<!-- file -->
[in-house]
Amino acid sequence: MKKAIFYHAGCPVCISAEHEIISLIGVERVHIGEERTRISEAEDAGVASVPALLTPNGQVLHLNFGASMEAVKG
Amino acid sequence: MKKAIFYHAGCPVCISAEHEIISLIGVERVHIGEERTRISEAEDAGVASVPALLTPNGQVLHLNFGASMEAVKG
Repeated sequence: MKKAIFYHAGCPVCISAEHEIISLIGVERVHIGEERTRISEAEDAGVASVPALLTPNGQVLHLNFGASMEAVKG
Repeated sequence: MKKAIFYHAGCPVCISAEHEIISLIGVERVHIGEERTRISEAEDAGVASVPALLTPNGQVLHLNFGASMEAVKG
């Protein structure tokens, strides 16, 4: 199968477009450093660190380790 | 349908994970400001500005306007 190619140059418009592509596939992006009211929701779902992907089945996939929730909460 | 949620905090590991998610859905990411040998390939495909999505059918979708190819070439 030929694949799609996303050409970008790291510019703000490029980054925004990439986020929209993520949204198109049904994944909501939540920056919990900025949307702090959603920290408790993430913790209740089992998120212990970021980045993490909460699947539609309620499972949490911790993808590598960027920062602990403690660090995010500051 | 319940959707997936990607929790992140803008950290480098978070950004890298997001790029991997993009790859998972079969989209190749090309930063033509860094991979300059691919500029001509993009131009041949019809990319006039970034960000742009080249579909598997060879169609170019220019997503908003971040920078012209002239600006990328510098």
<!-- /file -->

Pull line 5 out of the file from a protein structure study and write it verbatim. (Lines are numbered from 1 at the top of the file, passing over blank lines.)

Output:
Repeated sequence: MKKAIFYHAGCPVCISAEHEIISLIGVERVHIGEERTRISEAEDAGVASVPALLTPNGQVLHLNFGASMEAVKG